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I have an additional method in one of my otherwise restfull controllers called 'importdata'. As I'm actually changing the data (importing csv in the database), I understood that it should be a put route instead of get.

Initially I had

resource data_set do
  put 'importdata', on: :method
end

what I also tried is:

put 'data_sets/:id/importdata', "data_sets#importdata'

rake routes shows the route I want in both cases.

What I did when I had the method on (1st example) route in the controller was

redirect_to import_data_sets_path id: dataset.id

And with the second example:

redirect_to controller: "data_sets", action: "importdata", id: dataset.id

The message I get in both cases is:

No route matches [GET] "/data_sets/28/importdata"

Which is correct, because it's a put route. The only way I get this to work is to change the put for a get:

get 'data_sets/:id/importdata', "data_sets#importdata'

How can I get that to work on a put route? Should it be a put route in the first place?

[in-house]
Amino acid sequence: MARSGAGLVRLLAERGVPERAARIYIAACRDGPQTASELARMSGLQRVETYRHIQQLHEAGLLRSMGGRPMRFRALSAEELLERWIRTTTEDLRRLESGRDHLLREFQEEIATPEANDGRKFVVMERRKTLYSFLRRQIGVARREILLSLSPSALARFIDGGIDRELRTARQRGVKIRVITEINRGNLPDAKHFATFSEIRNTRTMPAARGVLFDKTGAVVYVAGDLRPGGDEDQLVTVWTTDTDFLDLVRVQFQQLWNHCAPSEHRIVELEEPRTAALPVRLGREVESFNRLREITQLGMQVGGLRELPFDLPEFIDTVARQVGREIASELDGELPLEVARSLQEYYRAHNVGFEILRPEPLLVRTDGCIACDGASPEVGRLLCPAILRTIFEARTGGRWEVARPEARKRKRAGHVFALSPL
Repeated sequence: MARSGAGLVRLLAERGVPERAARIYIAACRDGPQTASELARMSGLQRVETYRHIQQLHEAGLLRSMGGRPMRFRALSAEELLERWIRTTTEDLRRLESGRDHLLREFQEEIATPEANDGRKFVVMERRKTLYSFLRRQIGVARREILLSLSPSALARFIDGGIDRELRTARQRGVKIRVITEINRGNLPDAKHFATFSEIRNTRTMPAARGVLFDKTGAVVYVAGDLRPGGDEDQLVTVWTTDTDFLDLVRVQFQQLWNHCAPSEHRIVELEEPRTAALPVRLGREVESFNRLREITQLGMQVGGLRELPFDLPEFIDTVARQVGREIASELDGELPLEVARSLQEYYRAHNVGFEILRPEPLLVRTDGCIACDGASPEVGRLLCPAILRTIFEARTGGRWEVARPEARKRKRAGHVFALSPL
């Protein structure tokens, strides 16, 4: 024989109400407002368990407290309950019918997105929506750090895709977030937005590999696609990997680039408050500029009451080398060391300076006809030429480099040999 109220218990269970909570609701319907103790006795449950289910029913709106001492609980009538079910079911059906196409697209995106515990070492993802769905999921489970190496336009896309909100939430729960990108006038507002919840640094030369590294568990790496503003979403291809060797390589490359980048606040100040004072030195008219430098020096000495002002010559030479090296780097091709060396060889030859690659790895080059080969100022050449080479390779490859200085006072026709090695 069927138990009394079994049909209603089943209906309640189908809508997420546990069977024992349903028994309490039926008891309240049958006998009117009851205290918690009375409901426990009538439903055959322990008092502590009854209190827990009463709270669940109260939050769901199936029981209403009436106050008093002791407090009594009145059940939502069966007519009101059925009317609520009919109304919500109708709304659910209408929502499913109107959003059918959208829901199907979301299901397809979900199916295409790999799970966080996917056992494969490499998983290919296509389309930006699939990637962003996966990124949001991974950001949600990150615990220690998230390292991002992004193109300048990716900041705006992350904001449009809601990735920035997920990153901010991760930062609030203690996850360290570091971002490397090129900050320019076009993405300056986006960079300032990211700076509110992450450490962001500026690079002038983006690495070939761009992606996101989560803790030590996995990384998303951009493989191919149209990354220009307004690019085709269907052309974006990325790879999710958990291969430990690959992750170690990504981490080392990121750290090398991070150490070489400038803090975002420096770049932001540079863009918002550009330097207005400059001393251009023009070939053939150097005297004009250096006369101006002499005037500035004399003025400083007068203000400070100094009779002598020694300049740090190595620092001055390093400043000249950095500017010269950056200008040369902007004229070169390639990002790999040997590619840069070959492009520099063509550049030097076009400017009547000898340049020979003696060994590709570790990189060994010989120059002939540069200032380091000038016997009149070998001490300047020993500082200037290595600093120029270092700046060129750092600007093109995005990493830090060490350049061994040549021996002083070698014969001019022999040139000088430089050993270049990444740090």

Thanks for your time.

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2  
Redirecting to a PUT makes no sense –  Lee Jarvis Feb 14 '13 at 19:52
    
I was thinking the same thing. What are you trying to accomplish with the redirect? –  jdl Feb 14 '13 at 19:53
    
Could you tell me why not? –  Rudi Feb 14 '13 at 19:53
    
The redirect happens after a mapping is set between fields from the csv and the internal model fields. I can only import the data when I have that mapping. I'm happy to redirect to a get route, I just would like to understand why redirecting to a put is wrong, as I understood you should never use get when you change anything. –  Rudi Feb 14 '13 at 19:55
1  
The put method is the one that accepts the data from user and then triggers whatever calls change your data. A redirect is asking the user's browser to go to a different URL. What is it that the user should be doing on this new URL, as opposed to the one that just accepted the CSV data? –  jdl Feb 14 '13 at 19:58

1 Answer 1

Simply put you can't 'upgrade' a HTTP request issued by an user. redirects only work over GET. If the user is changing something do it through a form and make sure it's a PUT request as you're modifying an existing resource.

If the PUT is conditional there's several options, either figure out how to solve this in the UI, use an HTTP client to issue the PUT(which doesn't make sense for an local call) or extract the editing of the resource in some other kind of class and use it in the controller.

However, even if the edit is optional it makes more sense to let the user fire a PUT in the first place.

Hope that helps.

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